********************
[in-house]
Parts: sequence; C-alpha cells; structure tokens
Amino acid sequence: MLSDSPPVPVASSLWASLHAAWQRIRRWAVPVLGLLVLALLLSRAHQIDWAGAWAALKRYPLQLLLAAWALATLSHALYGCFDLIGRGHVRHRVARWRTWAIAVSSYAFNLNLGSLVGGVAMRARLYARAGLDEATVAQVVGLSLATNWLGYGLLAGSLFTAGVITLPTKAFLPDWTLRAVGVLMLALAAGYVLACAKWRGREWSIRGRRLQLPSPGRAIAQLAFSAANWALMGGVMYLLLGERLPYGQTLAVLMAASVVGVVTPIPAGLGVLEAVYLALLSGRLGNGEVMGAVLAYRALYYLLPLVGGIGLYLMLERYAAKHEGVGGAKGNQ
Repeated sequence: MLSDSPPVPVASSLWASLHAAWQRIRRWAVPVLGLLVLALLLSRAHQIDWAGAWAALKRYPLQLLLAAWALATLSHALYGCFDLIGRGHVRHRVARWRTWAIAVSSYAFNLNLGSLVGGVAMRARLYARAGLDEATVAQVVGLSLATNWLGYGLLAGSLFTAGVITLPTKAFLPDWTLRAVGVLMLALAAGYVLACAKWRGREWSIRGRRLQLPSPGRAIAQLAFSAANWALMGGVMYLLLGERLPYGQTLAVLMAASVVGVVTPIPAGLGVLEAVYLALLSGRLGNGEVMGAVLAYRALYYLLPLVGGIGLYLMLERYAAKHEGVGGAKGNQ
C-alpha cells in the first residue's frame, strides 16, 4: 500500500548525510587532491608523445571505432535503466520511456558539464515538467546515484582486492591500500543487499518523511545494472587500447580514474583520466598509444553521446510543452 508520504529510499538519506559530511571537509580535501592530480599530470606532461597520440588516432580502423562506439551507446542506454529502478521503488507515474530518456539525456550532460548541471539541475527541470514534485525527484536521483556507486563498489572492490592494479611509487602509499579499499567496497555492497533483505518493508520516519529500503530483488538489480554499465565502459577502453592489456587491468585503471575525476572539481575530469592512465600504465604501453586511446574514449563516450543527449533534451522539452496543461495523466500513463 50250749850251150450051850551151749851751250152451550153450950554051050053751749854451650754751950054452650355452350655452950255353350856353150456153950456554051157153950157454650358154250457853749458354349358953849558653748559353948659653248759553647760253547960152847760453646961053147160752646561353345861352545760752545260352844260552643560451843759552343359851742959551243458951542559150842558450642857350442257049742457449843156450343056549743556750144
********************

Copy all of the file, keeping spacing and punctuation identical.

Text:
[in-house]
Parts: sequence; C-alpha cells; structure tokens
Amino acid sequence: MLSDSPPVPVASSLWASLHAAWQRIRRWAVPVLGLLVLALLLSRAHQIDWAGAWAALKRYPLQLLLAAWALATLSHALYGCFDLIGRGHVRHRVARWRTWAIAVSSYAFNLNLGSLVGGVAMRARLYARAGLDEATVAQVVGLSLATNWLGYGLLAGSLFTAGVITLPTKAFLPDWTLRAVGVLMLALAAGYVLACAKWRGREWSIRGRRLQLPSPGRAIAQLAFSAANWALMGGVMYLLLGERLPYGQTLAVLMAASVVGVVTPIPAGLGVLEAVYLALLSGRLGNGEVMGAVLAYRALYYLLPLVGGIGLYLMLERYAAKHEGVGGAKGNQ
Repeated sequence: MLSDSPPVPVASSLWASLHAAWQRIRRWAVPVLGLLVLALLLSRAHQIDWAGAWAALKRYPLQLLLAAWALATLSHALYGCFDLIGRGHVRHRVARWRTWAIAVSSYAFNLNLGSLVGGVAMRARLYARAGLDEATVAQVVGLSLATNWLGYGLLAGSLFTAGVITLPTKAFLPDWTLRAVGVLMLALAAGYVLACAKWRGREWSIRGRRLQLPSPGRAIAQLAFSAANWALMGGVMYLLLGERLPYGQTLAVLMAASVVGVVTPIPAGLGVLEAVYLALLSGRLGNGEVMGAVLAYRALYYLLPLVGGIGLYLMLERYAAKHEGVGGAKGNQ
C-alpha cells in the first residue's frame, strides 16, 4: 500500500548525510587532491608523445571505432535503466520511456558539464515538467546515484582486492591500500543487499518523511545494472587500447580514474583520466598509444553521446510543452 508520504529510499538519506559530511571537509580535501592530480599530470606532461597520440588516432580502423562506439551507446542506454529502478521503488507515474530518456539525456550532460548541471539541475527541470514534485525527484536521483556507486563498489572492490592494479611509487602509499579499499567496497555492497533483505518493508520516519529500503530483488538489480554499465565502459577502453592489456587491468585503471575525476572539481575530469592512465600504465604501453586511446574514449563516450543527449533534451522539452496543461495523466500513463 50250749850251150450051850551151749851751250152451550153450950554051050053751749854451650754751950054452650355452350655452950255353350856353150456153950456554051157153950157454650358154250457853749458354349358953849558653748559353948659653248759553647760253547960152847760453646961053147160752646561353345861352545760752545260352844260552643560451843759552343359851742959551243458951542559150842558450642857350442257049742457449843156450343056549743556750144